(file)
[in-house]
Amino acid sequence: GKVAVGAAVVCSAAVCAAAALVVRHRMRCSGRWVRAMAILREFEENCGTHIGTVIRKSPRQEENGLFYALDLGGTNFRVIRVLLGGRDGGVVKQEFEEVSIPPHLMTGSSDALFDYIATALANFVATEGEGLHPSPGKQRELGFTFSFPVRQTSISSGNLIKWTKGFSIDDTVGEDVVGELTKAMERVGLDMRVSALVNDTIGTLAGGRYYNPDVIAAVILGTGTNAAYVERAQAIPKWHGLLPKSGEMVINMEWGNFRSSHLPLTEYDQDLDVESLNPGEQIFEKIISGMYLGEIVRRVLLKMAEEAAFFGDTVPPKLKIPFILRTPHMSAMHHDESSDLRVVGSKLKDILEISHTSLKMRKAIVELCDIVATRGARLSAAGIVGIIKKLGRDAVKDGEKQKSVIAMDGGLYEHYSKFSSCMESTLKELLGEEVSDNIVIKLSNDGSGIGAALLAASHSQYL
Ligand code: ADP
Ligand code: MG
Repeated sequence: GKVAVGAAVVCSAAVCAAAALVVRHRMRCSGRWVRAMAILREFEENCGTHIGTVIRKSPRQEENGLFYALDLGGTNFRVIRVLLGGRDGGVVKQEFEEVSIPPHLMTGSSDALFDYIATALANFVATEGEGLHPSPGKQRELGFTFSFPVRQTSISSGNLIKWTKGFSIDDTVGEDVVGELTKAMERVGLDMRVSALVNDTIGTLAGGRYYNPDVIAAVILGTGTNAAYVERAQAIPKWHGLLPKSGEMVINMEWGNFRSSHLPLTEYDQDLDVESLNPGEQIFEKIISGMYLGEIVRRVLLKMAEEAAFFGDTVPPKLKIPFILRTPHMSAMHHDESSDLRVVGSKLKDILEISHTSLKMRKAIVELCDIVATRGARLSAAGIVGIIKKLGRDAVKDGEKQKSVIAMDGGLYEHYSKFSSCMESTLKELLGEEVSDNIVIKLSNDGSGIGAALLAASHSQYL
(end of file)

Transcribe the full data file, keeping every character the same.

[in-house]
Amino acid sequence: GKVAVGAAVVCSAAVCAAAALVVRHRMRCSGRWVRAMAILREFEENCGTHIGTVIRKSPRQEENGLFYALDLGGTNFRVIRVLLGGRDGGVVKQEFEEVSIPPHLMTGSSDALFDYIATALANFVATEGEGLHPSPGKQRELGFTFSFPVRQTSISSGNLIKWTKGFSIDDTVGEDVVGELTKAMERVGLDMRVSALVNDTIGTLAGGRYYNPDVIAAVILGTGTNAAYVERAQAIPKWHGLLPKSGEMVINMEWGNFRSSHLPLTEYDQDLDVESLNPGEQIFEKIISGMYLGEIVRRVLLKMAEEAAFFGDTVPPKLKIPFILRTPHMSAMHHDESSDLRVVGSKLKDILEISHTSLKMRKAIVELCDIVATRGARLSAAGIVGIIKKLGRDAVKDGEKQKSVIAMDGGLYEHYSKFSSCMESTLKELLGEEVSDNIVIKLSNDGSGIGAALLAASHSQYL
Ligand code: ADP
Ligand code: MG
Repeated sequence: GKVAVGAAVVCSAAVCAAAALVVRHRMRCSGRWVRAMAILREFEENCGTHIGTVIRKSPRQEENGLFYALDLGGTNFRVIRVLLGGRDGGVVKQEFEEVSIPPHLMTGSSDALFDYIATALANFVATEGEGLHPSPGKQRELGFTFSFPVRQTSISSGNLIKWTKGFSIDDTVGEDVVGELTKAMERVGLDMRVSALVNDTIGTLAGGRYYNPDVIAAVILGTGTNAAYVERAQAIPKWHGLLPKSGEMVINMEWGNFRSSHLPLTEYDQDLDVESLNPGEQIFEKIISGMYLGEIVRRVLLKMAEEAAFFGDTVPPKLKIPFILRTPHMSAMHHDESSDLRVVGSKLKDILEISHTSLKMRKAIVELCDIVATRGARLSAAGIVGIIKKLGRDAVKDGEKQKSVIAMDGGLYEHYSKFSSCMESTLKELLGEEVSDNIVIKLSNDGSGIGAALLAASHSQYL